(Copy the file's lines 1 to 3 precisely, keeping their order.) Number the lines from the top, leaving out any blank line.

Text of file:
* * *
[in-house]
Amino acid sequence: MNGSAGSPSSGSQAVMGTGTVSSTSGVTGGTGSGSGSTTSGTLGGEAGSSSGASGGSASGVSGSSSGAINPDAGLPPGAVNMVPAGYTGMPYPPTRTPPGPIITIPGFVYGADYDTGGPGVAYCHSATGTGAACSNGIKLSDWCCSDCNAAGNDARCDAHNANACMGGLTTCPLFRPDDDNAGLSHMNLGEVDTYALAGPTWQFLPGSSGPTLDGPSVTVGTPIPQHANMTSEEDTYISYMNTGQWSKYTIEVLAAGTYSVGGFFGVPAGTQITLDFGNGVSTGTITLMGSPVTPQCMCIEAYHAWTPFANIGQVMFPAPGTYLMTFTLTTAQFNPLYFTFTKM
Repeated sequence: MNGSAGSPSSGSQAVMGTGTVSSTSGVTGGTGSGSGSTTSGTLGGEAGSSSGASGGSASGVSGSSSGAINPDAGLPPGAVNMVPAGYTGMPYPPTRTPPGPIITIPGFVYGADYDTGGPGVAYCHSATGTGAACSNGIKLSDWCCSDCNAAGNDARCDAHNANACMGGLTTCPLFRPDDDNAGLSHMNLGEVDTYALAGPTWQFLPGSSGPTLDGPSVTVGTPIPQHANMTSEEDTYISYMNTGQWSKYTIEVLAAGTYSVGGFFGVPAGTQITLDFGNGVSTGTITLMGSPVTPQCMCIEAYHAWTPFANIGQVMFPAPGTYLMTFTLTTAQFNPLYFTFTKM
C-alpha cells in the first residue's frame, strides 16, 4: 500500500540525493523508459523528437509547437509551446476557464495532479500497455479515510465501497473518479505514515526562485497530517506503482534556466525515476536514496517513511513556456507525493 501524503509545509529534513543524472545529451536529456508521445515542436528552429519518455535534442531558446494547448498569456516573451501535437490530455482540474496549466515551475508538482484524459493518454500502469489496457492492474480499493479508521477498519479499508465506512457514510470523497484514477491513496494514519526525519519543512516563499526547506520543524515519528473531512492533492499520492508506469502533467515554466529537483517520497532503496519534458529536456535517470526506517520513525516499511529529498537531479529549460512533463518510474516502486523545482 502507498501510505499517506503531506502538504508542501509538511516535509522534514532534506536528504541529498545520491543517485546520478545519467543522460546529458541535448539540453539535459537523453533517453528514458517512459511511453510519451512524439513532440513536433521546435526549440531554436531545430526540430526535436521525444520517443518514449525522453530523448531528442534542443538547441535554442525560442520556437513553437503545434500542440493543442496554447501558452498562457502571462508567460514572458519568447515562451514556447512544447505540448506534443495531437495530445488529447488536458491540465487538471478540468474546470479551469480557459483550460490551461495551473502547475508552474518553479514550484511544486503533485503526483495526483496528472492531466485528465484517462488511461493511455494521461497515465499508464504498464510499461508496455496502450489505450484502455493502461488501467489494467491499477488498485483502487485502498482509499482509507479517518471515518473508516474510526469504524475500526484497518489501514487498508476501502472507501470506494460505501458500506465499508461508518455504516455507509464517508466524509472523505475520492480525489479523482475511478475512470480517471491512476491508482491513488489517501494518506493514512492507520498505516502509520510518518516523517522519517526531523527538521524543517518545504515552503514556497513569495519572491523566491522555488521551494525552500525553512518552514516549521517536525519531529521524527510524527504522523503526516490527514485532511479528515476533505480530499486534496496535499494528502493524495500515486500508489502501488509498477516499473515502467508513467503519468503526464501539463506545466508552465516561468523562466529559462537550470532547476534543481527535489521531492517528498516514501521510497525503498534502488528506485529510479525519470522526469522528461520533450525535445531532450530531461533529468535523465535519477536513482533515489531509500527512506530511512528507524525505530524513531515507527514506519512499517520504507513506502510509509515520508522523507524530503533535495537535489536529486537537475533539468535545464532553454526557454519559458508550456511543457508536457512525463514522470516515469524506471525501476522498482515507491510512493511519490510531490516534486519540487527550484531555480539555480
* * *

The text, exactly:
[in-house]
Amino acid sequence: MNGSAGSPSSGSQAVMGTGTVSSTSGVTGGTGSGSGSTTSGTLGGEAGSSSGASGGSASGVSGSSSGAINPDAGLPPGAVNMVPAGYTGMPYPPTRTPPGPIITIPGFVYGADYDTGGPGVAYCHSATGTGAACSNGIKLSDWCCSDCNAAGNDARCDAHNANACMGGLTTCPLFRPDDDNAGLSHMNLGEVDTYALAGPTWQFLPGSSGPTLDGPSVTVGTPIPQHANMTSEEDTYISYMNTGQWSKYTIEVLAAGTYSVGGFFGVPAGTQITLDFGNGVSTGTITLMGSPVTPQCMCIEAYHAWTPFANIGQVMFPAPGTYLMTFTLTTAQFNPLYFTFTKM
Repeated sequence: MNGSAGSPSSGSQAVMGTGTVSSTSGVTGGTGSGSGSTTSGTLGGEAGSSSGASGGSASGVSGSSSGAINPDAGLPPGAVNMVPAGYTGMPYPPTRTPPGPIITIPGFVYGADYDTGGPGVAYCHSATGTGAACSNGIKLSDWCCSDCNAAGNDARCDAHNANACMGGLTTCPLFRPDDDNAGLSHMNLGEVDTYALAGPTWQFLPGSSGPTLDGPSVTVGTPIPQHANMTSEEDTYISYMNTGQWSKYTIEVLAAGTYSVGGFFGVPAGTQITLDFGNGVSTGTITLMGSPVTPQCMCIEAYHAWTPFANIGQVMFPAPGTYLMTFTLTTAQFNPLYFTFTKM